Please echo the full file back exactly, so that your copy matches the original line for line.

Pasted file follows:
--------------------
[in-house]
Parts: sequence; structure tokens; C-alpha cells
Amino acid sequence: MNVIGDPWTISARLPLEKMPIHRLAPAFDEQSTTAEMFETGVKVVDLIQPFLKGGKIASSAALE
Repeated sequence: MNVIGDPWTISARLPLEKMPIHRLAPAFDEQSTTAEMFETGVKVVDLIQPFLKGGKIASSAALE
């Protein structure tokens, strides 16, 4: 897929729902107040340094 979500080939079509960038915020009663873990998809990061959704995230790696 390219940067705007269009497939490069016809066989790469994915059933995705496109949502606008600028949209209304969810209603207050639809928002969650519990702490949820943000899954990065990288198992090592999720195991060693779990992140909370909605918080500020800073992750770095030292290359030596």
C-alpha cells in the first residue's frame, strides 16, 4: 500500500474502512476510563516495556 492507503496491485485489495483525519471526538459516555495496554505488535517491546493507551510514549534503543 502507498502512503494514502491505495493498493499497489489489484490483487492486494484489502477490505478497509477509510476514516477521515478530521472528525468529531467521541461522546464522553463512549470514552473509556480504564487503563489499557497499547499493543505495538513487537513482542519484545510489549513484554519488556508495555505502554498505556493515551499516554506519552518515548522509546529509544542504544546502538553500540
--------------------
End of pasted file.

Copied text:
[in-house]
Parts: sequence; structure tokens; C-alpha cells
Amino acid sequence: MNVIGDPWTISARLPLEKMPIHRLAPAFDEQSTTAEMFETGVKVVDLIQPFLKGGKIASSAALE
Repeated sequence: MNVIGDPWTISARLPLEKMPIHRLAPAFDEQSTTAEMFETGVKVVDLIQPFLKGGKIASSAALE
């Protein structure tokens, strides 16, 4: 897929729902107040340094 979500080939079509960038915020009663873990998809990061959704995230790696 390219940067705007269009497939490069016809066989790469994915059933995705496109949502606008600028949209209304969810209603207050639809928002969650519990702490949820943000899954990065990288198992090592999720195991060693779990992140909370909605918080500020800073992750770095030292290359030596």
C-alpha cells in the first residue's frame, strides 16, 4: 500500500474502512476510563516495556 492507503496491485485489495483525519471526538459516555495496554505488535517491546493507551510514549534503543 502507498502512503494514502491505495493498493499497489489489484490483487492486494484489502477490505478497509477509510476514516477521515478530521472528525468529531467521541461522546464522553463512549470514552473509556480504564487503563489499557497499547499493543505495538513487537513482542519484545510489549513484554519488556508495555505502554498505556493515551499516554506519552518515548522509546529509544542504544546502538553500540